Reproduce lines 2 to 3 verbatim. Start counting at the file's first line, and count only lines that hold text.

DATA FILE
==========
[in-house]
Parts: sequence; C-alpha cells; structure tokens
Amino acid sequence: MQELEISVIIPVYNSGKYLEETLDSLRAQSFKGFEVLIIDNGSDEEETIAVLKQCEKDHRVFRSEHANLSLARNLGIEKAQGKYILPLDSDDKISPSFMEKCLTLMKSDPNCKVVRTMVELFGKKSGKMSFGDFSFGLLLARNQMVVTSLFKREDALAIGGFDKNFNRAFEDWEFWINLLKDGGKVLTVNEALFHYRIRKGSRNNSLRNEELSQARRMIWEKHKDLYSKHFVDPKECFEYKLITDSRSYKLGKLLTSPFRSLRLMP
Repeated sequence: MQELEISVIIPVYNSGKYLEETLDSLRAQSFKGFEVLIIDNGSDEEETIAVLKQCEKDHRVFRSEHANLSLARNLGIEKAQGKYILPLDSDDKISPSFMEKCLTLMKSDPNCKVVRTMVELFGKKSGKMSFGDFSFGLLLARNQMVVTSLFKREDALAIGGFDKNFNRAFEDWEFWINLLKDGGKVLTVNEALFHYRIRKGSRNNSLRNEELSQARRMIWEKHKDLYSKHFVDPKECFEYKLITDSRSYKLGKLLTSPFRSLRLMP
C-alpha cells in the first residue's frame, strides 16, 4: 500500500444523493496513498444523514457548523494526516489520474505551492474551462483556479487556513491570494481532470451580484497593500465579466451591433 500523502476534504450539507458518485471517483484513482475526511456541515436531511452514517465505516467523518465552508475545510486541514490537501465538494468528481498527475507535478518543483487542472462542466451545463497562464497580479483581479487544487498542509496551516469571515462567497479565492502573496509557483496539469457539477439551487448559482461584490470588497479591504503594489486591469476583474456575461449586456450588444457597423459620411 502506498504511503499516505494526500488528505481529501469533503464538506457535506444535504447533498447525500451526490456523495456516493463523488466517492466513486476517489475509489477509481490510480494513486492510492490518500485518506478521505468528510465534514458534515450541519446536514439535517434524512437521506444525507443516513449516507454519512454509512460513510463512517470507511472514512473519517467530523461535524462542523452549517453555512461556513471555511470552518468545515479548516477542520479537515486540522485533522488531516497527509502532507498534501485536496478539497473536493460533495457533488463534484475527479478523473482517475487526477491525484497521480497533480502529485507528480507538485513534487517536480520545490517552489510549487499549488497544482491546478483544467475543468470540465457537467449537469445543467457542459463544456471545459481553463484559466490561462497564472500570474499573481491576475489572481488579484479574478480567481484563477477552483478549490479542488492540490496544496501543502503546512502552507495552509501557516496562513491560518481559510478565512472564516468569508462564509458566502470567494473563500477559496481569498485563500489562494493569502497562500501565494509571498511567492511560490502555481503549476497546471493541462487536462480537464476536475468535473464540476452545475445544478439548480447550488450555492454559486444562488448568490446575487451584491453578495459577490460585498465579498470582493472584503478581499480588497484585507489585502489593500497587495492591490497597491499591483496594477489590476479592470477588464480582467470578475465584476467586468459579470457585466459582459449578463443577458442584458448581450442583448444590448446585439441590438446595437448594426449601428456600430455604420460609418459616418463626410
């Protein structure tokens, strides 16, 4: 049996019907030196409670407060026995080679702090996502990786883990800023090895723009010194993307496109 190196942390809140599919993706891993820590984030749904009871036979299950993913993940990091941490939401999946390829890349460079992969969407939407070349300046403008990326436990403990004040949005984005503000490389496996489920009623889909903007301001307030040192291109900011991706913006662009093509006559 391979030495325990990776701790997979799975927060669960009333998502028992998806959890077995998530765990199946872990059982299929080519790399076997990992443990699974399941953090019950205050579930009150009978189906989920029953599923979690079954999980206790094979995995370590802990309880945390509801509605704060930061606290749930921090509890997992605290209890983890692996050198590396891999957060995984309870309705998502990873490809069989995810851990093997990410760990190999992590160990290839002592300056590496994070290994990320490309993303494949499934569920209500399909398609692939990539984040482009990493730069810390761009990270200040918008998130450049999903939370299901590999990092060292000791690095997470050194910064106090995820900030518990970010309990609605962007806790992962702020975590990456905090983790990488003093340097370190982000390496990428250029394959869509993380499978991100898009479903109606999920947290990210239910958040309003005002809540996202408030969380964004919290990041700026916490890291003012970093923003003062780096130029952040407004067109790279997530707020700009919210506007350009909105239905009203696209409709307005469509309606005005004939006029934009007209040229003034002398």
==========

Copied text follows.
Parts: sequence; C-alpha cells; structure tokens
Amino acid sequence: MQELEISVIIPVYNSGKYLEETLDSLRAQSFKGFEVLIIDNGSDEEETIAVLKQCEKDHRVFRSEHANLSLARNLGIEKAQGKYILPLDSDDKISPSFMEKCLTLMKSDPNCKVVRTMVELFGKKSGKMSFGDFSFGLLLARNQMVVTSLFKREDALAIGGFDKNFNRAFEDWEFWINLLKDGGKVLTVNEALFHYRIRKGSRNNSLRNEELSQARRMIWEKHKDLYSKHFVDPKECFEYKLITDSRSYKLGKLLTSPFRSLRLMP